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City hires attorney for ‘last shot’ at reimbursement

By Erika Pedroza | Published Saturday, November 24, 2012

The city of Bridgeport is making one final effort to recoup at least some of its losses from North Texas Community Hospital, which filed for bankruptcy Nov. 8.

Following a closed session Tuesday, council members voted 3-0 to secure Josephine Garrett as special bankruptcy counsel and set a $25,000 cap on expenses. The Fort Worth-based law firm would help the city “explore a few other options” before deeming the city out the money it invested in the now-bankrupt hospital – $3,393,580.74 to be exact.

That amount includes a guaranteed line of credit and credit extended to the hospital for utilities. It was the hospital’s largest unsecured debt.

“It’s the last shot we have,” Mayor McComis said Wednesday. “We felt we had a couple of avenues to look at, a few options to explore to be fair to the citizens. I don’t know that we’ll get anything, but we certainly won’t if we don’t try.”

Council members interviewed Garrett and officially hired her Tuesday, but she had already aided city officials at a bankruptcy hearing last Friday.

“She was there to help with that,” McComis said. “She is, in my opinion, an expert in bankruptcy and has ideas I hadn’t even thought of. She is very knowledgable … We have set a max amount that we’ll spend (in legal fees). After that, it’s pretty well done.”

BRUSH SIZE LIMIT IMPOSED FOR PICKUP

Prior to the executive session and the motion that followed, the council breezed through the first chunk of Tuesday’s agenda, which included considering an amendment to the brush and tree limb pickup ordinance.

City workers will continue to pick up brush piled behind the curb the last full week of each month, as outlined in the previous regulation. However, the brush must be cut to 6-foot lengths with less than an 8-inch diameter.

As in the previous ordinance, brush piled in alleys or streets, or obstructing rights-of-way, would not be picked up until appropriately placed.

The council had heard several concerns regarding the former ordinance in three workshops, initially prompted by councilwoman Kathy Kennedy in September. Kennedy said she was worried about the large amounts of brush throughout the city, including an area near the elementary school.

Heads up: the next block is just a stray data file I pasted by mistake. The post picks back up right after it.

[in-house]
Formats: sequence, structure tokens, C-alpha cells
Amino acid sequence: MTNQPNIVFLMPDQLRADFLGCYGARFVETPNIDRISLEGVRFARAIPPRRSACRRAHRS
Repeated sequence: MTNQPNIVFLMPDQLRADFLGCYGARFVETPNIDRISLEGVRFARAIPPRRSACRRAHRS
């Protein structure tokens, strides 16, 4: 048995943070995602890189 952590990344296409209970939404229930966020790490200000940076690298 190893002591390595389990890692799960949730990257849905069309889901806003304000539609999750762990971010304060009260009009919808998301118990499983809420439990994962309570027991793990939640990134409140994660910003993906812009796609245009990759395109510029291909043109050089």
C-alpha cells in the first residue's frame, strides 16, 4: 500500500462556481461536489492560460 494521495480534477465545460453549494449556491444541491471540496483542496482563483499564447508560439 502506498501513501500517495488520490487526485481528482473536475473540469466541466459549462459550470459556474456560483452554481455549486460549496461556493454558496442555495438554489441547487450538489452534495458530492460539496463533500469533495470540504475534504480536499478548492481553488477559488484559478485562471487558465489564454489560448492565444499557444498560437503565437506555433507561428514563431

City officials learned the street department was not able to work its entire August route because of the large amount of brush from recent storms and trouble with the brush truck.

In October, staff presented two options, which council found too restrictive. Instead, they opted for the rule changes.

The council also:

  • heard a report on the city’s investment portfolio as of Sept. 30 – a $769,569 decrease in net investments from the previous quarter due to $822,174 in debt service payments and two certificates of deposits maturing and being renewed for an additional 12 months.
  • granted the temporary closure of Halsell Street, from Ninth to 16th streets, between 2 and 8:30 p.m. Saturday, Dec. 8, for the lighted Christmas parade and other holiday events downtown.
  • approved an airport hangar lease transfer from Larry Neal to Steve Doty for hangar No. A30 at Bridgeport Municipal Airport. Such a lease is used when a hangar located on city property is owned by someone other than the city. This lease expires Jan. 1, 2030.
  • appointed Brittany Mott to the Bridgeport Housing Authority Board to fill a vacancy, after Pat Slayton resigned effective Nov. 15. The term expires in May.
  • approved a $300 Dumpster credit to Brandi Davis for property at 1008 Halsell St. The one-time disbursement through the Main Street Matching Facade Grant progam is awarded for pre-approved restoration and renovation projects in downtown. At its last meeting, the council awarded Davis a $5,000 matching facade grant.
  • approved a disbursement of $2,000 from the hotel occupancy tax to the boys basketball booster club for their Dec. 28 and 29 holiday tournament.
  • took no action on a $2,000 HOT dollar request from the girls basketball booster club for a tournament Nov. 15 and 17. The request was not approved because the money would not be used as regulated by state law and city ordinance (HOT dollars are to be used to promote tourism and the convention/hotel industry through events that substantially increase hotel activity). Because the tournament was held on two separate days, staff does not believe hotel activity increased. It is believed that most teams went home at the conclusion of the Nov. 15 games and returned two days later.
  • approved the minutes of the Nov. 6 regular council meeting.
  • reviewed the Nov. 8 to Nov. 21 payment report.
  • heard the October budget variance report.

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